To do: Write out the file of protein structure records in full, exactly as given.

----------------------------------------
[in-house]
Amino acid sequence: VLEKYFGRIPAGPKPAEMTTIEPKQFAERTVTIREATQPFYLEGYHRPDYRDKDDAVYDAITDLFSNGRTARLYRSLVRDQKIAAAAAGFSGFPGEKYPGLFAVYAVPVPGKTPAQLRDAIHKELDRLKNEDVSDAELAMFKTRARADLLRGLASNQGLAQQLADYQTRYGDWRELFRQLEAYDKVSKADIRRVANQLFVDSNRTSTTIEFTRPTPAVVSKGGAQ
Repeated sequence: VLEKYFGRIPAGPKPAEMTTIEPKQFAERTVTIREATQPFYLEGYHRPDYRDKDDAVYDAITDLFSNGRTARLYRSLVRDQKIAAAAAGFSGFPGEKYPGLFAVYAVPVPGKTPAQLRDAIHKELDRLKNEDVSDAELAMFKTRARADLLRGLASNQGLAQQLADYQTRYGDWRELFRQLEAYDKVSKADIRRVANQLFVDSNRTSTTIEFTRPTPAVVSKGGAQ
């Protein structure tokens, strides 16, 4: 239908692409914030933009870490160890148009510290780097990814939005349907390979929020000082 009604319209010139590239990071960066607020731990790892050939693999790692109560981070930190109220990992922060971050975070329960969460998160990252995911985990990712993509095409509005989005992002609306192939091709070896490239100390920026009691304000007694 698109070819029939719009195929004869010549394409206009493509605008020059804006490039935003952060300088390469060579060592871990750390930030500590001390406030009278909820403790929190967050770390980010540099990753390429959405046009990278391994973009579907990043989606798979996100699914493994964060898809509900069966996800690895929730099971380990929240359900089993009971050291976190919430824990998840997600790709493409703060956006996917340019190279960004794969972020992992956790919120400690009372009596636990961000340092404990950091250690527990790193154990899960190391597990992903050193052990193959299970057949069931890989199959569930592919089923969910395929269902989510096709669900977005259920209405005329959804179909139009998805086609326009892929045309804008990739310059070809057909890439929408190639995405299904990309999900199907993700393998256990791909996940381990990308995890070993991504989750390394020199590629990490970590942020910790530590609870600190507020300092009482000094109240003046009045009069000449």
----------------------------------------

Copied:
[in-house]
Amino acid sequence: VLEKYFGRIPAGPKPAEMTTIEPKQFAERTVTIREATQPFYLEGYHRPDYRDKDDAVYDAITDLFSNGRTARLYRSLVRDQKIAAAAAGFSGFPGEKYPGLFAVYAVPVPGKTPAQLRDAIHKELDRLKNEDVSDAELAMFKTRARADLLRGLASNQGLAQQLADYQTRYGDWRELFRQLEAYDKVSKADIRRVANQLFVDSNRTSTTIEFTRPTPAVVSKGGAQ
Repeated sequence: VLEKYFGRIPAGPKPAEMTTIEPKQFAERTVTIREATQPFYLEGYHRPDYRDKDDAVYDAITDLFSNGRTARLYRSLVRDQKIAAAAAGFSGFPGEKYPGLFAVYAVPVPGKTPAQLRDAIHKELDRLKNEDVSDAELAMFKTRARADLLRGLASNQGLAQQLADYQTRYGDWRELFRQLEAYDKVSKADIRRVANQLFVDSNRTSTTIEFTRPTPAVVSKGGAQ
């Protein structure tokens, strides 16, 4: 239908692409914030933009870490160890148009510290780097990814939005349907390979929020000082 009604319209010139590239990071960066607020731990790892050939693999790692109560981070930190109220990992922060971050975070329960969460998160990252995911985990990712993509095409509005989005992002609306192939091709070896490239100390920026009691304000007694 698109070819029939719009195929004869010549394409206009493509605008020059804006490039935003952060300088390469060579060592871990750390930030500590001390406030009278909820403790929190967050770390980010540099990753390429959405046009990278391994973009579907990043989606798979996100699914493994964060898809509900069966996800690895929730099971380990929240359900089993009971050291976190919430824990998840997600790709493409703060956006996917340019190279960004794969972020992992956790919120400690009372009596636990961000340092404990950091250690527990790193154990899960190391597990992903050193052990193959299970057949069931890989199959569930592919089923969910395929269902989510096709669900977005259920209405005329959804179909139009998805086609326009892929045309804008990739310059070809057909890439929408190639995405299904990309999900199907993700393998256990791909996940381990990308995890070993991504989750390394020199590629990490970590942020910790530590609870600190507020300092009482000094109240003046009045009069000449």